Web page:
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Duff McKagan Tries a Little Tenderness on New Solo Album

Seattle native and Guns N’ Roses bassist, Duff McKagan, oozes rock ‘n’ roll. The man has seen it all. He’s toured the world, lived great highs, and great lows. He is the author of a New York Times best-selling book and has played to hundreds of thousands of people around the globe. Most recently, McKagan found himself on tour with his Hall of Fame band. And during the course of those two-and-a-half years on the road, he noticed a few things. He began talking to people. In an age when there seems to be so much social division, the musician found that people aren’t so different after all. On tour, he thought he’d write a book about his experiences. Instead, though, he wrote a new solo record, Tenderness, slated for release May 31. To get a sense of what went into the recording, we caught up with McKagan and asked him about it. 

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Doug Martsch of Built To Spill on the Freedom (and Traps) of Music

For years, the Northwest-based indie rock band, Built To Spill, has inspired and entertained music lovers of all kinds with the group’s signature circusy melodies and curious, endearing lyricism. Fronted, of course, by the sonic wizard, Doug Martsch, Built To Spill will play two consecutive sold-out shows March 26th and 27th at the Columbia City Theater. To preview the back-to-back events, we reached out to the songwriter to ask him about being one of the region’s most beloved rockers, what he’s learned about the business of music after achieving so much success, how he fell in love with the game of basketball, and what he finds freeing about song composition.

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Tacocat Dance This Mess Around on Their Forthcoming New Album This Mess is a Place

Tacocat has a new record out! Well, almost out. The highly anticipated album, This Mess is a Place, will be released May 3rd on Sub Pop Records. Produced by local legend, Erik Blood, the 10-track album features the band’s signature high-energy music and quirky-thoughtful-introspective songwriting. To whet the proverbial whistles of their fans, Tacocat recently released the album’s first single (and accompanying music video) for “Grains of Salt,” which you can watch below. To celebrate the release, we caught up with the band’s frontwoman, Emily Nokes, to talk about the genesis of the album, how the group prepares for an extended tour, and what it’s been like to grow older and wiser over the years.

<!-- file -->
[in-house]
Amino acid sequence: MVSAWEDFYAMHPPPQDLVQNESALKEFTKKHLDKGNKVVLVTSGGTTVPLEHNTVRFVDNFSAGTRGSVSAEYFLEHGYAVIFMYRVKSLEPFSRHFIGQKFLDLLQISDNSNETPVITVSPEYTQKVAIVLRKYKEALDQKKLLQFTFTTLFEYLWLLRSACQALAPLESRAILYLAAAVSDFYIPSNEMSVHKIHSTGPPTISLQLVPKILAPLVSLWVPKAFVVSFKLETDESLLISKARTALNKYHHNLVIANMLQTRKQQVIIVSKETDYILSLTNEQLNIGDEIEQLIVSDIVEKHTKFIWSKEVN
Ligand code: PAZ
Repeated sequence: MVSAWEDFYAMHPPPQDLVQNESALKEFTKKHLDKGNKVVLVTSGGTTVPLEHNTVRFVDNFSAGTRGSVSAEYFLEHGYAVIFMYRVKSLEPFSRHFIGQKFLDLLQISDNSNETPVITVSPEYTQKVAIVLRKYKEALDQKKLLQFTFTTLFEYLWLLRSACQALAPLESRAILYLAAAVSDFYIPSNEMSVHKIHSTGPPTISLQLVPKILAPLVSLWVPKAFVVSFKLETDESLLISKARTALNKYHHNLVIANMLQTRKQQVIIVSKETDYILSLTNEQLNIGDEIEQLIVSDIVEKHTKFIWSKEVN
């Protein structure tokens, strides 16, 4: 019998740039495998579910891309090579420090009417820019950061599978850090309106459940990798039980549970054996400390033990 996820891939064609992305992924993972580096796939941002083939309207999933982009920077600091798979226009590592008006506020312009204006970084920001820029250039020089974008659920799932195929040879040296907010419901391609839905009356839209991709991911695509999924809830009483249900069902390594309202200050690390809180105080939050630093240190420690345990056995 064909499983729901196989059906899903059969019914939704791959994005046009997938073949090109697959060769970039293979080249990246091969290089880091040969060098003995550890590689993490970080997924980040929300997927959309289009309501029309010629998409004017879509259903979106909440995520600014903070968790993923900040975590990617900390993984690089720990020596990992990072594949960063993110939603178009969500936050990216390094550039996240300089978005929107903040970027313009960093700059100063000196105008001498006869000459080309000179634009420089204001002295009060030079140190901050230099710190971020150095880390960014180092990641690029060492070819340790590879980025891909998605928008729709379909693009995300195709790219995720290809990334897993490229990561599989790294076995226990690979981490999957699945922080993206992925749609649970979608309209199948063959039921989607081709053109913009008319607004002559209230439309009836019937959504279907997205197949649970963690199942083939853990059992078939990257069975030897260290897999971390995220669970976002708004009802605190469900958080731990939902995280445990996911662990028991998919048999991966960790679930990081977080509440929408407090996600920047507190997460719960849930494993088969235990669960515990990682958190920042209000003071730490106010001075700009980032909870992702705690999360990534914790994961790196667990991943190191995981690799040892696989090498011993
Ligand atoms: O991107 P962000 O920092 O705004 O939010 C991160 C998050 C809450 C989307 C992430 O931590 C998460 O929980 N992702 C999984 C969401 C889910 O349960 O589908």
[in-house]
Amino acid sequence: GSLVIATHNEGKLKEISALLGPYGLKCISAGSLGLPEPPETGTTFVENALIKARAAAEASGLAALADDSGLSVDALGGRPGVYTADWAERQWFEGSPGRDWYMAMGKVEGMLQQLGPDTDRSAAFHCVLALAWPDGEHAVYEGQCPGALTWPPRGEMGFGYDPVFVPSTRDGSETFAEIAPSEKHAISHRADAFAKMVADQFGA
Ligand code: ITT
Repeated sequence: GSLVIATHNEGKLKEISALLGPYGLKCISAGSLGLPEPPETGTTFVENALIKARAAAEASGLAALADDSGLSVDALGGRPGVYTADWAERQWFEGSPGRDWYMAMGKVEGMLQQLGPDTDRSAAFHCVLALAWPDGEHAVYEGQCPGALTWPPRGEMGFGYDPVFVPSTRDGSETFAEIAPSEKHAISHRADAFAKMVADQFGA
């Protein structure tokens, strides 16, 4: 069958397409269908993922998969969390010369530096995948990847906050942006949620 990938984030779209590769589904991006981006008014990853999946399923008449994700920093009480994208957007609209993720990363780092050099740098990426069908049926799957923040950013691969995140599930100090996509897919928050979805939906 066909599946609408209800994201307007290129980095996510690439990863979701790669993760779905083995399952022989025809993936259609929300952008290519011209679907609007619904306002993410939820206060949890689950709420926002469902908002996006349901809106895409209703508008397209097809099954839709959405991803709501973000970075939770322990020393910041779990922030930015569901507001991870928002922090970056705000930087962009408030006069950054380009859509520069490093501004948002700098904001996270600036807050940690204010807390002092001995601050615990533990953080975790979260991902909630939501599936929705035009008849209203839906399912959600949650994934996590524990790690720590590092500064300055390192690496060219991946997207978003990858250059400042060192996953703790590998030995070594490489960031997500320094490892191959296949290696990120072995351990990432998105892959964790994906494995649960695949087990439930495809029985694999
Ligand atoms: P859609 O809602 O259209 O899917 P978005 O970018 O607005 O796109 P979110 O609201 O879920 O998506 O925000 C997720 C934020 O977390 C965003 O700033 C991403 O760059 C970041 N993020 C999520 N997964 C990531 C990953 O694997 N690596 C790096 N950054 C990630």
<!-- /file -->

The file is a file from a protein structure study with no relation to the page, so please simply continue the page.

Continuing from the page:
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Mike McCready and Visual Artist Kate Neckel Introduce Infinite Sound & Color

Infinite Sound & Color is the new artistic, collaborative project from Pearl Jam guitarist, Mike McCready, and bi-coastal visual artist, Kate Neckel. Their work features unbridled enthusiasm and a sense of organic freedom that comes from like-minded creativity and vulnerability. The duo, who began working together about four months ago, will showcase their work during two nights on March 22nd and 23rd at Seattle’s Winston Wächter Fine Art Gallery. (Both performances are sold out, but the work will be on display through May 18, 2019.) To preview the event, we caught up with both McCready and Neckel to ask them how they met and began working together as well as to get a sense of their creative relationship and what they hope to discover through their work together.